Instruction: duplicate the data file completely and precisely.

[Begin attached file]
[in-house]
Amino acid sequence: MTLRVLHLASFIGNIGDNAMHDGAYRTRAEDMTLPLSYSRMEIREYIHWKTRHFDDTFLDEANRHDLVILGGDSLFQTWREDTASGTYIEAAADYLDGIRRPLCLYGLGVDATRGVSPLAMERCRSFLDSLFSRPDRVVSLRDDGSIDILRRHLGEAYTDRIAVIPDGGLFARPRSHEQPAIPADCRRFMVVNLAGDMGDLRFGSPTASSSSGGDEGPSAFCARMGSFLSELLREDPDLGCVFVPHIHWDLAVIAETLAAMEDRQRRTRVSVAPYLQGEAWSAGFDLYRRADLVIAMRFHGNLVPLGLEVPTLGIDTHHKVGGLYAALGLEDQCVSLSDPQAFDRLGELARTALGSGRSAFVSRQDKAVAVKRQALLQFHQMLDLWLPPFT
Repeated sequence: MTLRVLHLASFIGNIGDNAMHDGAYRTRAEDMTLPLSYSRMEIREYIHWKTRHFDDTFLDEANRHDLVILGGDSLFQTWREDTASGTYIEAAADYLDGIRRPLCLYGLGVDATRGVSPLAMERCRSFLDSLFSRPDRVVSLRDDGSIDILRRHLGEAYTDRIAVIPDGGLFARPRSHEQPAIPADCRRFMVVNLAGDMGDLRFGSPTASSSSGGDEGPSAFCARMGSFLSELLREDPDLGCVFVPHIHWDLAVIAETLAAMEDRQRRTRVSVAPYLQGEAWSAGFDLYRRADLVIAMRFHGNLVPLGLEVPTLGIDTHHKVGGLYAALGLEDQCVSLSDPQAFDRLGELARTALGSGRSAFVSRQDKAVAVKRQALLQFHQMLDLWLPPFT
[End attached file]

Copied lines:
[in-house]
Amino acid sequence: MTLRVLHLASFIGNIGDNAMHDGAYRTRAEDMTLPLSYSRMEIREYIHWKTRHFDDTFLDEANRHDLVILGGDSLFQTWREDTASGTYIEAAADYLDGIRRPLCLYGLGVDATRGVSPLAMERCRSFLDSLFSRPDRVVSLRDDGSIDILRRHLGEAYTDRIAVIPDGGLFARPRSHEQPAIPADCRRFMVVNLAGDMGDLRFGSPTASSSSGGDEGPSAFCARMGSFLSELLREDPDLGCVFVPHIHWDLAVIAETLAAMEDRQRRTRVSVAPYLQGEAWSAGFDLYRRADLVIAMRFHGNLVPLGLEVPTLGIDTHHKVGGLYAALGLEDQCVSLSDPQAFDRLGELARTALGSGRSAFVSRQDKAVAVKRQALLQFHQMLDLWLPPFT
Repeated sequence: MTLRVLHLASFIGNIGDNAMHDGAYRTRAEDMTLPLSYSRMEIREYIHWKTRHFDDTFLDEANRHDLVILGGDSLFQTWREDTASGTYIEAAADYLDGIRRPLCLYGLGVDATRGVSPLAMERCRSFLDSLFSRPDRVVSLRDDGSIDILRRHLGEAYTDRIAVIPDGGLFARPRSHEQPAIPADCRRFMVVNLAGDMGDLRFGSPTASSSSGGDEGPSAFCARMGSFLSELLREDPDLGCVFVPHIHWDLAVIAETLAAMEDRQRRTRVSVAPYLQGEAWSAGFDLYRRADLVIAMRFHGNLVPLGLEVPTLGIDTHHKVGGLYAALGLEDQCVSLSDPQAFDRLGELARTALGSGRSAFVSRQDKAVAVKRQALLQFHQMLDLWLPPFT